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Newly discovered Greenland plume drives thermal activities in the Arctic

Date:
December 7, 2020
Source:
Tohoku University
Summary:
A team of researchers understands more about the melting of the Greenland ice sheet. They discovered a flow of hot rocks, known as a mantle plume, rising from the core-mantle boundary beneath central Greenland that melts the ice from below.
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A team of researchers understands more about the melting of the Greenland ice sheet. They discovered a flow of hot rocks, known as a mantle plume, rising from the core-mantle boundary beneath central Greenland that melts the ice from below.

The results of their two-part study were published in the Journal of Geophysical Research.

"Knowledge about the Greenland plume will bolster our understanding of volcanic activities in these regions and the problematic issue of global sea-level rising caused by the melting of the Greenland ice sheet," said Dr. Genti Toyokuni, co-author of the studies.

The North Atlantic region is awash with geothermal activity. Iceland and Jan Mayen contain active volcanoes with their own distinct mantle plumes, whilst Svalbard -- a Norwegian archipelago in the Arctic Ocean -- is a geothermal area. However, the origin of these activities and their interconnectedness has largely been unexplored.

The research team discovered that the Greenland plume rose from the core-mantle boundary to the mantle transition zone beneath Greenland. The plume also has two branches in the lower mantle that feed into other plumes in the region, supplying heat to active regions in Iceland and Jan Mayen and the geothermal area in Svalbard.

Their findings were based on measurements of the 3-D seismic velocity structure of the crust and whole mantle beneath these regions. To obtain the measurements, they used seismic topography. Numerous seismic wave arrival times were inverted to obtain 3-D images of the underground structure. The method works similarly to a CT scan of the human body.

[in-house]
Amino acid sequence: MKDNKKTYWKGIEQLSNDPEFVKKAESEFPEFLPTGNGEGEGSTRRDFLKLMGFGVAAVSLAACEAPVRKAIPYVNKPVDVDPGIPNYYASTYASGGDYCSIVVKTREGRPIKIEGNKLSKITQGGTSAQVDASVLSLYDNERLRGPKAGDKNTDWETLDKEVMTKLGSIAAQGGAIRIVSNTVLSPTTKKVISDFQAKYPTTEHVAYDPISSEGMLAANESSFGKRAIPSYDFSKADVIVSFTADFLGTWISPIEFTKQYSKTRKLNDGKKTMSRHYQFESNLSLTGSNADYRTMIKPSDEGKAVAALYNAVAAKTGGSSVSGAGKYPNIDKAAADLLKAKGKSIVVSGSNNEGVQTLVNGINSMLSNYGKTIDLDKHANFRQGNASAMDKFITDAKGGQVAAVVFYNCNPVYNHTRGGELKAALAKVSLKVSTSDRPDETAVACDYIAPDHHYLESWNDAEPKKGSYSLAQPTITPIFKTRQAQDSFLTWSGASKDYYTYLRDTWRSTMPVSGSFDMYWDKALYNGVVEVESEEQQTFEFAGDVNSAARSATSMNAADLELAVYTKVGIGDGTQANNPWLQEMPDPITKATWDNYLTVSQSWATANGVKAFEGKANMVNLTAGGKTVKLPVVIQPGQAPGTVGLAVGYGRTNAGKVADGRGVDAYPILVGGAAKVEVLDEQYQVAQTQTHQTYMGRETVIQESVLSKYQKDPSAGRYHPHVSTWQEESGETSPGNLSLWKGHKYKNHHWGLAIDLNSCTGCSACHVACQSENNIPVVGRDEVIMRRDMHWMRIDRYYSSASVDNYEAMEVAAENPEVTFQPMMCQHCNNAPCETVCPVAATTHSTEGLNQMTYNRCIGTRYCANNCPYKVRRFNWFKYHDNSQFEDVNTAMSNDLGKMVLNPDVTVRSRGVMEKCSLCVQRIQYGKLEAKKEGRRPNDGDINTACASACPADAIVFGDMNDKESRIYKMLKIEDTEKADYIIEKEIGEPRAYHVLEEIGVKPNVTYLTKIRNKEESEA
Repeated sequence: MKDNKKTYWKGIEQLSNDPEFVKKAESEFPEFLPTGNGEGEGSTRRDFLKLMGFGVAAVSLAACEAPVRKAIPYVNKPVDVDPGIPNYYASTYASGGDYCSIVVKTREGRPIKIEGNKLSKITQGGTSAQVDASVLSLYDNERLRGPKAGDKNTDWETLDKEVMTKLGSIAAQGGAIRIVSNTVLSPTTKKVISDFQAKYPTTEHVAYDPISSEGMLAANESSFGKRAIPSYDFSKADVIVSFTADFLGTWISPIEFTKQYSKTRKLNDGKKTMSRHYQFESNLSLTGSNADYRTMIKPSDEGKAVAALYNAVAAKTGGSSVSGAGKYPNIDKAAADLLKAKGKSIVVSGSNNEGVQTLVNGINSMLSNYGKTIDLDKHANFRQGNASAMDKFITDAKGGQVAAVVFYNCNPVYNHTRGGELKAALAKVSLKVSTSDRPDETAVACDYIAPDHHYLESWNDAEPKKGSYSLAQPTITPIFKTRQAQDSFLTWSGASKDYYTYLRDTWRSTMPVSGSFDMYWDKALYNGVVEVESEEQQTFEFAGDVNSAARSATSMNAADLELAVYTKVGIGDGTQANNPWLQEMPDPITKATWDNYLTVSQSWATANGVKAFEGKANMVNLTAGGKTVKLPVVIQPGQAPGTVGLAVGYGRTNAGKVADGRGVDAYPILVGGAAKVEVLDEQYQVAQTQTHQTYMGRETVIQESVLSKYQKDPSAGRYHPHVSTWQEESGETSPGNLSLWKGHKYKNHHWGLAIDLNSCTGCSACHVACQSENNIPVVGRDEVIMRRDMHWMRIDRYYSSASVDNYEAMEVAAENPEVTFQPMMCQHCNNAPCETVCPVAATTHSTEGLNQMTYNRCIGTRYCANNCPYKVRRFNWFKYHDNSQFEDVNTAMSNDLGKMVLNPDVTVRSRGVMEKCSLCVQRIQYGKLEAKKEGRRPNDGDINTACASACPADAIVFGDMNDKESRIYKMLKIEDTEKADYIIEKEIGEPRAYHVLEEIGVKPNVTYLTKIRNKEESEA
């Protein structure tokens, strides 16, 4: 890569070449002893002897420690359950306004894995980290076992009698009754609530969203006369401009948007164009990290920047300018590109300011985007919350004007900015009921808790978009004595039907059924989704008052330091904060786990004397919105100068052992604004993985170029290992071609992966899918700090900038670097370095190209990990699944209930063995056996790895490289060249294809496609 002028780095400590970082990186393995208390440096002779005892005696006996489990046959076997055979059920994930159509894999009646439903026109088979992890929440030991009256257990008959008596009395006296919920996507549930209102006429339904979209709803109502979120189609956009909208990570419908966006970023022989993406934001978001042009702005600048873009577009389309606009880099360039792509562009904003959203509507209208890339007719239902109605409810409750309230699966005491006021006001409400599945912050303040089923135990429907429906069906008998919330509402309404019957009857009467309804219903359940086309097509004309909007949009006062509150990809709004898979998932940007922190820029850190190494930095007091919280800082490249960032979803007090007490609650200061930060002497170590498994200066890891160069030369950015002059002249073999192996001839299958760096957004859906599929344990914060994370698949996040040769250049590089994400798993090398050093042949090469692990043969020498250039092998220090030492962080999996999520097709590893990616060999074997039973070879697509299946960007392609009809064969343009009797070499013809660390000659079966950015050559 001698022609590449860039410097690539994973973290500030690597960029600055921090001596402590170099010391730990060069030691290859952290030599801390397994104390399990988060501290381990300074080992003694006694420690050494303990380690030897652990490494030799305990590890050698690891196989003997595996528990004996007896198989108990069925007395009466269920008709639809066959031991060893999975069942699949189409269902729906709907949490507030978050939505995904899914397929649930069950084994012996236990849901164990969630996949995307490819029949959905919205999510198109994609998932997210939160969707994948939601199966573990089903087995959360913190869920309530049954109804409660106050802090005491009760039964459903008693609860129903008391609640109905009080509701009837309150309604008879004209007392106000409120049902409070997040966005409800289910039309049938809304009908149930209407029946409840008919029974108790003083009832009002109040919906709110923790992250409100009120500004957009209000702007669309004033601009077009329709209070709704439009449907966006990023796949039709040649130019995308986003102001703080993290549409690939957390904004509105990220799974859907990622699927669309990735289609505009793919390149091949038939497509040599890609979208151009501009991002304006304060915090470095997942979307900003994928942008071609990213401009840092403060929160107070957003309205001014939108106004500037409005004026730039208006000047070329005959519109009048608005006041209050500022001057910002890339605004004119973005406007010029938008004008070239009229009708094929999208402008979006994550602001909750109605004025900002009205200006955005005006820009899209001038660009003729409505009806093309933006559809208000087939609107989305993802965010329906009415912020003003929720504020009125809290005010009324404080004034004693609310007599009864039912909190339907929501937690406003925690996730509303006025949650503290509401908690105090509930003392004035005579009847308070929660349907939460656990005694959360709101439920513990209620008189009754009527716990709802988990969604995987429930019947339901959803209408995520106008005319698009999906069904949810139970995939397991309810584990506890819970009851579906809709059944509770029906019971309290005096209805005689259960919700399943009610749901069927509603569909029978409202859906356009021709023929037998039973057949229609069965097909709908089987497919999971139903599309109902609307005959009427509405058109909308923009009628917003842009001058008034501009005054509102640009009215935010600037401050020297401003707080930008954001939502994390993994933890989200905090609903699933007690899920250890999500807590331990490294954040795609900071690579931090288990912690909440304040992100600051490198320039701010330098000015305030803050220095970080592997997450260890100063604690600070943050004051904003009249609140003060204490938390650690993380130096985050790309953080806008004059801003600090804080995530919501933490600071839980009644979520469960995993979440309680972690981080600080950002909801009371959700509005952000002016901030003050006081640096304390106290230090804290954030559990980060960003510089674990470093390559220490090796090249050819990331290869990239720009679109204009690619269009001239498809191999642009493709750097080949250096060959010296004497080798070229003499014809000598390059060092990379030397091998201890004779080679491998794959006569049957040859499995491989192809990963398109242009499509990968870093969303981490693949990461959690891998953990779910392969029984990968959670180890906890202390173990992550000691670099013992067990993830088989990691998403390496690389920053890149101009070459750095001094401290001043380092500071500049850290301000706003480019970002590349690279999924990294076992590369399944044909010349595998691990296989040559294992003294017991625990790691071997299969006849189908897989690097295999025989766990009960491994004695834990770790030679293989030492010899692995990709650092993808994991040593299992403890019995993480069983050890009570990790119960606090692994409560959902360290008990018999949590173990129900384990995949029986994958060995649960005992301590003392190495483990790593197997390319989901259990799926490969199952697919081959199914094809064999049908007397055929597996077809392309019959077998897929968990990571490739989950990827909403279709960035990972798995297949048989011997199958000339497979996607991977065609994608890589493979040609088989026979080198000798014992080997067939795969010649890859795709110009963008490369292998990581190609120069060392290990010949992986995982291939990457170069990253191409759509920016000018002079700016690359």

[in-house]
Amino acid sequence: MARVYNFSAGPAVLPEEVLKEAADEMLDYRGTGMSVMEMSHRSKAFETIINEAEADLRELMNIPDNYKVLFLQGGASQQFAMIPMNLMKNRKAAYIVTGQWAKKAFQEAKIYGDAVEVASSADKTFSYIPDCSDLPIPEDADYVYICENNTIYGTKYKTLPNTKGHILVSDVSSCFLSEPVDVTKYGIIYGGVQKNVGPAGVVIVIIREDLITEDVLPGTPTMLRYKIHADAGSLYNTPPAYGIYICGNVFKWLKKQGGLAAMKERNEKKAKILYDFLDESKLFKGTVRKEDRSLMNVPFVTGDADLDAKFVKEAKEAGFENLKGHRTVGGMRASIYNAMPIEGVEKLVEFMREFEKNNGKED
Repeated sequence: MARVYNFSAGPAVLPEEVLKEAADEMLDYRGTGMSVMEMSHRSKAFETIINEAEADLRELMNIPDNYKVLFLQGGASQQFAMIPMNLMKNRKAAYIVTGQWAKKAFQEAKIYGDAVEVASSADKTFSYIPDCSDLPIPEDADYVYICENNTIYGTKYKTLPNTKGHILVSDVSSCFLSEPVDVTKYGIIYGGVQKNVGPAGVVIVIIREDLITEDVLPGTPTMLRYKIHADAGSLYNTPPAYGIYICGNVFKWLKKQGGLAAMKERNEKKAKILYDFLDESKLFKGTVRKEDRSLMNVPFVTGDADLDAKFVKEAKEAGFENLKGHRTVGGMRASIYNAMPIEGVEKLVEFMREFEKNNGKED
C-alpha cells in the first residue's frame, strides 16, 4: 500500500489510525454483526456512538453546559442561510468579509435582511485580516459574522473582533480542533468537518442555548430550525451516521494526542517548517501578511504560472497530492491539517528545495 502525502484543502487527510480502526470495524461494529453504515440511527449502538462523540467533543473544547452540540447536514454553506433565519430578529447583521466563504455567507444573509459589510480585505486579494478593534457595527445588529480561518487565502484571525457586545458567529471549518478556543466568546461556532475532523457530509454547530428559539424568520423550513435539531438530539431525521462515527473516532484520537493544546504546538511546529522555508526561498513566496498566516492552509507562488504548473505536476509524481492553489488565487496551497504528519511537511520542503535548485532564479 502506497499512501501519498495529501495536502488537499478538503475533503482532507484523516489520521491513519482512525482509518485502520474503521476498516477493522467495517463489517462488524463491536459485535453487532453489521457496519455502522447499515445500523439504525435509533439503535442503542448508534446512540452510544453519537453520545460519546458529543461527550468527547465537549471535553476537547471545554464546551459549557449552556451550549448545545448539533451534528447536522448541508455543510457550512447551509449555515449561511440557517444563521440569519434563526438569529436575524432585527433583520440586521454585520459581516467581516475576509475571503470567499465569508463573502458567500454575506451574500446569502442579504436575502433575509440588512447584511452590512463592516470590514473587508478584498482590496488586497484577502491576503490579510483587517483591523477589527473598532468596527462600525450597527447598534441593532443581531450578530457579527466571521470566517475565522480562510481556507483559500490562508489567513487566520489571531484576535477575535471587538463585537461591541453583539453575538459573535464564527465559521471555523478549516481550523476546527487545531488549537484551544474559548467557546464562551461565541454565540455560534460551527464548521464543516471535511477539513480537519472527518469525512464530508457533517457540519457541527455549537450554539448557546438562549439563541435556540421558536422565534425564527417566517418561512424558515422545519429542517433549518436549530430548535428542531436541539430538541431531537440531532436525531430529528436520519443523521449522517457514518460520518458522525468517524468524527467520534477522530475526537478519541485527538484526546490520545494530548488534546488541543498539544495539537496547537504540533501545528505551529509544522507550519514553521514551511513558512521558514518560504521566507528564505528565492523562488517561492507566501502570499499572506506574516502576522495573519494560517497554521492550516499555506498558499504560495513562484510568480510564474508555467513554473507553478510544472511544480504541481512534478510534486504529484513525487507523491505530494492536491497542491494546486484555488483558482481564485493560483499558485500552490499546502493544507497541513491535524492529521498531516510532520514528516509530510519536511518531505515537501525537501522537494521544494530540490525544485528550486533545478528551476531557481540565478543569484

Toyokuni was able to utilize seismographs he installed on the Greenland ice sheet as part of the Greenland Ice Sheet Monitoring Network. Set up in 2009, the project sees the collaboration of researchers from 11 countries. The US-Japan joint team is primarily responsible for the construction and maintenance of the three seismic stations on the ice sheet.

Looking ahead, Toyokuni hopes to explore the thermal process in more detail. "This study revealed the larger picture, so examining the plumes at a more localized level will reveal more information."


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Materials provided by Tohoku University. Note: Content may be edited for style and length.


Journal References:

  1. Genti Toyokuni, Takaya Matsuno, Dapeng Zhao. P Wave Tomography Beneath Greenland and Surrounding Regions: 1. Crust and Upper Mantle. Journal of Geophysical Research: Solid Earth, 2020; 125 (12) DOI: 10.1029/2020JB019837
  2. Genti Toyokuni, Takaya Matsuno, Dapeng Zhao. P Wave Tomography Beneath Greenland and Surrounding Regions: 2. Lower Mantle. Journal of Geophysical Research: Solid Earth, 2020; 125 (12) DOI: 10.1029/2020JB019839

Cite This Page:

Tohoku University. "Newly discovered Greenland plume drives thermal activities in the Arctic." ScienceDaily. ScienceDaily, 7 December 2020. <www.sciencedaily.com/releases/2020/12/201207102105.htm>.
Tohoku University. (2020, December 7). Newly discovered Greenland plume drives thermal activities in the Arctic. ScienceDaily. Retrieved May 21, 2024 from www.sciencedaily.com/releases/2020/12/201207102105.htm
Tohoku University. "Newly discovered Greenland plume drives thermal activities in the Arctic." ScienceDaily. www.sciencedaily.com/releases/2020/12/201207102105.htm (accessed May 21, 2024).

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